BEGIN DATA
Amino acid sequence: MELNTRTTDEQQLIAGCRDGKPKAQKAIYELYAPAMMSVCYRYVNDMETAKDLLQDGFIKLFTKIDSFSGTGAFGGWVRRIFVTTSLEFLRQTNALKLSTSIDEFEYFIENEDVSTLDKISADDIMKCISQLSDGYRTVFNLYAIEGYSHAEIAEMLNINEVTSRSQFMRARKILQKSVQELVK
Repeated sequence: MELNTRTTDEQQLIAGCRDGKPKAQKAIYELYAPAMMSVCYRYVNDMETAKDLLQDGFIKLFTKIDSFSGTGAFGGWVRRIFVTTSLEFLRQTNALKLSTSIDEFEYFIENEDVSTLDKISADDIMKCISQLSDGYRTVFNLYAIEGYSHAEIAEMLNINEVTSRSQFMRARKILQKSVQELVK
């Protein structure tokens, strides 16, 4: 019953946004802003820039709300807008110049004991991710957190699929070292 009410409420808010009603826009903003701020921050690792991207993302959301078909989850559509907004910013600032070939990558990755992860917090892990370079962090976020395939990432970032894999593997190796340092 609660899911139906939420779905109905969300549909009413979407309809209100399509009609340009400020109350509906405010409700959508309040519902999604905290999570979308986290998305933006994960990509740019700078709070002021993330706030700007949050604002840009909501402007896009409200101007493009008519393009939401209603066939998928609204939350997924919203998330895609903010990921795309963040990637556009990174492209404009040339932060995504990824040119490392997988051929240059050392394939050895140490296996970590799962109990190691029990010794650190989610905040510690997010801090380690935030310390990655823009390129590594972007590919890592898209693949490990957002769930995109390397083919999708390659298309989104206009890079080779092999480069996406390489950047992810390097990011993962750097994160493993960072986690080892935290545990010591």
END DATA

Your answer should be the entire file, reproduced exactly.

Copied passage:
Amino acid sequence: MELNTRTTDEQQLIAGCRDGKPKAQKAIYELYAPAMMSVCYRYVNDMETAKDLLQDGFIKLFTKIDSFSGTGAFGGWVRRIFVTTSLEFLRQTNALKLSTSIDEFEYFIENEDVSTLDKISADDIMKCISQLSDGYRTVFNLYAIEGYSHAEIAEMLNINEVTSRSQFMRARKILQKSVQELVK
Repeated sequence: MELNTRTTDEQQLIAGCRDGKPKAQKAIYELYAPAMMSVCYRYVNDMETAKDLLQDGFIKLFTKIDSFSGTGAFGGWVRRIFVTTSLEFLRQTNALKLSTSIDEFEYFIENEDVSTLDKISADDIMKCISQLSDGYRTVFNLYAIEGYSHAEIAEMLNINEVTSRSQFMRARKILQKSVQELVK
């Protein structure tokens, strides 16, 4: 019953946004802003820039709300807008110049004991991710957190699929070292 009410409420808010009603826009903003701020921050690792991207993302959301078909989850559509907004910013600032070939990558990755992860917090892990370079962090976020395939990432970032894999593997190796340092 609660899911139906939420779905109905969300549909009413979407309809209100399509009609340009400020109350509906405010409700959508309040519902999604905290999570979308986290998305933006994960990509740019700078709070002021993330706030700007949050604002840009909501402007896009409200101007493009008519393009939401209603066939998928609204939350997924919203998330895609903010990921795309963040990637556009990174492209404009040339932060995504990824040119490392997988051929240059050392394939050895140490296996970590799962109990190691029990010794650190989610905040510690997010801090380690935030310390990655823009390129590594972007590919890592898209693949490990957002769930995109390397083919999708390659298309989104206009890079080779092999480069996406390489950047992810390097990011993962750097994160493993960072986690080892935290545990010591």